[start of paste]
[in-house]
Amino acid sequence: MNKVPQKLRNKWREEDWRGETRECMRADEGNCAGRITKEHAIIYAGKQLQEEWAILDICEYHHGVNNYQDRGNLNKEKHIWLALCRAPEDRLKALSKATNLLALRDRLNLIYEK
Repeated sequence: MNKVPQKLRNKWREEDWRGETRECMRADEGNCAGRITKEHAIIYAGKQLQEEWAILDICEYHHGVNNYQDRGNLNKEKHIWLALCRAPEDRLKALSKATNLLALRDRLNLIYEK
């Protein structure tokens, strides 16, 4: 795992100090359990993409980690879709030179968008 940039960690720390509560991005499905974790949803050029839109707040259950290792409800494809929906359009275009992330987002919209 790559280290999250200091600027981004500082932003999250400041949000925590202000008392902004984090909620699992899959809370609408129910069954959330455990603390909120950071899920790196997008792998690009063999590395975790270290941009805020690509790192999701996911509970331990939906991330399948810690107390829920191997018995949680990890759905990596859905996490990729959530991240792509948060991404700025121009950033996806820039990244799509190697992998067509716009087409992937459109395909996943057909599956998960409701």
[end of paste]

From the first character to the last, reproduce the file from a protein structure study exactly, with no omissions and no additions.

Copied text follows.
[in-house]
Amino acid sequence: MNKVPQKLRNKWREEDWRGETRECMRADEGNCAGRITKEHAIIYAGKQLQEEWAILDICEYHHGVNNYQDRGNLNKEKHIWLALCRAPEDRLKALSKATNLLALRDRLNLIYEK
Repeated sequence: MNKVPQKLRNKWREEDWRGETRECMRADEGNCAGRITKEHAIIYAGKQLQEEWAILDICEYHHGVNNYQDRGNLNKEKHIWLALCRAPEDRLKALSKATNLLALRDRLNLIYEK
């Protein structure tokens, strides 16, 4: 795992100090359990993409980690879709030179968008 940039960690720390509560991005499905974790949803050029839109707040259950290792409800494809929906359009275009992330987002919209 790559280290999250200091600027981004500082932003999250400041949000925590202000008392902004984090909620699992899959809370609408129910069954959330455990603390909120950071899920790196997008792998690009063999590395975790270290941009805020690509790192999701996911509970331990939906991330399948810690107390829920191997018995949680990890759905990596859905996490990729959530991240792509948060991404700025121009950033996806820039990244799509190697992998067509716009087409992937459109395909996943057909599956998960409701």